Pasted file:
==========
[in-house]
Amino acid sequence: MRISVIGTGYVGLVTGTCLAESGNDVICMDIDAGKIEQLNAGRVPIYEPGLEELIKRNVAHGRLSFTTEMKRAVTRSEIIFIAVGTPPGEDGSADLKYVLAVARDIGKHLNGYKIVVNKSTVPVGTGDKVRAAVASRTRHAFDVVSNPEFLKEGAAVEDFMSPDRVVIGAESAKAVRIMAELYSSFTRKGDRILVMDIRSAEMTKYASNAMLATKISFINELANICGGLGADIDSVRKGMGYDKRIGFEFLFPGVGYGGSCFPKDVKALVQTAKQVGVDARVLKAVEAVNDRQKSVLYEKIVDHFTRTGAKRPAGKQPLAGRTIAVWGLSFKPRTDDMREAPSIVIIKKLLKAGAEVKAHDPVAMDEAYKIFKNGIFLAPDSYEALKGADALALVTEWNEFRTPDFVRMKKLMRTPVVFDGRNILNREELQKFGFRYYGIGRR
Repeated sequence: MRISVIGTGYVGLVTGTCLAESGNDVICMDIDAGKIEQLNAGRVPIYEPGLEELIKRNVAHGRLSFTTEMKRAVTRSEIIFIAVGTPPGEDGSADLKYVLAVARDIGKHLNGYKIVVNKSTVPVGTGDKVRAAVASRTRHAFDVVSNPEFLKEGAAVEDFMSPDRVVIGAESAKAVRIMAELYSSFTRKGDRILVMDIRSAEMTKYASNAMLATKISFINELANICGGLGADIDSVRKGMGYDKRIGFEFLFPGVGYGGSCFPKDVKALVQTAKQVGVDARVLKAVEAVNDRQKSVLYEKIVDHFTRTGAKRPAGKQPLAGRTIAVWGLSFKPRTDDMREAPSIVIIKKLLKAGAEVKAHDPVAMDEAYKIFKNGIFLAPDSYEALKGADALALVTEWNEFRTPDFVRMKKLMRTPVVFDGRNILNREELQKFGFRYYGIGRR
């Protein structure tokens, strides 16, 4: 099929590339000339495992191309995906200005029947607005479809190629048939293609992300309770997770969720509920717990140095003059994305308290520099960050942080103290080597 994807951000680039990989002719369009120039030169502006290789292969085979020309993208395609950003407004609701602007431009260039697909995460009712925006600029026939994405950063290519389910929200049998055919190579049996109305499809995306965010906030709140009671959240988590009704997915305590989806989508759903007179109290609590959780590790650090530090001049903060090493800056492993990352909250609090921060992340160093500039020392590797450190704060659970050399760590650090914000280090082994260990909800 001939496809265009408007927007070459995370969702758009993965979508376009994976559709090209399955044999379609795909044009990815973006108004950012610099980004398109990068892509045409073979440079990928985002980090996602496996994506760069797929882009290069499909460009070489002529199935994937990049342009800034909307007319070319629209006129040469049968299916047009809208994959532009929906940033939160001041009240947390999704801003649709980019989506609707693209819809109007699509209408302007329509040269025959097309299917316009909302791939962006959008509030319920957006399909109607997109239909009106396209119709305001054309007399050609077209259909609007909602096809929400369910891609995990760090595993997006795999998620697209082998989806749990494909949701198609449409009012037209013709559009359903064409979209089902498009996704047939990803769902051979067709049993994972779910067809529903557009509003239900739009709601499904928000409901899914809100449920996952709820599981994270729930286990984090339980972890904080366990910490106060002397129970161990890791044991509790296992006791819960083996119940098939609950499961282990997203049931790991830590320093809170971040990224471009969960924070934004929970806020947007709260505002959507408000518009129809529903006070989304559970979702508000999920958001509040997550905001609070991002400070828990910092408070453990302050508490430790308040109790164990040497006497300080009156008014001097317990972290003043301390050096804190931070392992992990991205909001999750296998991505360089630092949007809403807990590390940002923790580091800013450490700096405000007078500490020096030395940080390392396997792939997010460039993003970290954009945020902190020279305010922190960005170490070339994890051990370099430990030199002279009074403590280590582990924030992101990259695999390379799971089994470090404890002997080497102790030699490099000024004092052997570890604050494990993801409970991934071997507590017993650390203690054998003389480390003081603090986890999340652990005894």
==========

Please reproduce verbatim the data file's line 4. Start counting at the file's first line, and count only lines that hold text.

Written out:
């Protein structure tokens, strides 16, 4: 099929590339000339495992191309995906200005029947607005479809190629048939293609992300309770997770969720509920717990140095003059994305308290520099960050942080103290080597 994807951000680039990989002719369009120039030169502006290789292969085979020309993208395609950003407004609701602007431009260039697909995460009712925006600029026939994405950063290519389910929200049998055919190579049996109305499809995306965010906030709140009671959240988590009704997915305590989806989508759903007179109290609590959780590790650090530090001049903060090493800056492993990352909250609090921060992340160093500039020392590797450190704060659970050399760590650090914000280090082994260990909800 001939496809265009408007927007070459995370969702758009993965979508376009994976559709090209399955044999379609795909044009990815973006108004950012610099980004398109990068892509045409073979440079990928985002980090996602496996994506760069797929882009290069499909460009070489002529199935994937990049342009800034909307007319070319629209006129040469049968299916047009809208994959532009929906940033939160001041009240947390999704801003649709980019989506609707693209819809109007699509209408302007329509040269025959097309299917316009909302791939962006959008509030319920957006399909109607997109239909009106396209119709305001054309007399050609077209259909609007909602096809929400369910891609995990760090595993997006795999998620697209082998989806749990494909949701198609449409009012037209013709559009359903064409979209089902498009996704047939990803769902051979067709049993994972779910067809529903557009509003239900739009709601499904928000409901899914809100449920996952709820599981994270729930286990984090339980972890904080366990910490106060002397129970161990890791044991509790296992006791819960083996119940098939609950499961282990997203049931790991830590320093809170971040990224471009969960924070934004929970806020947007709260505002959507408000518009129809529903006070989304559970979702508000999920958001509040997550905001609070991002400070828990910092408070453990302050508490430790308040109790164990040497006497300080009156008014001097317990972290003043301390050096804190931070392992992990991205909001999750296998991505360089630092949007809403807990590390940002923790580091800013450490700096405000007078500490020096030395940080390392396997792939997010460039993003970290954009945020902190020279305010922190960005170490070339994890051990370099430990030199002279009074403590280590582990924030992101990259695999390379799971089994470090404890002997080497102790030699490099000024004092052997570890604050494990993801409970991934071997507590017993650390203690054998003389480390003081603090986890999340652990005894």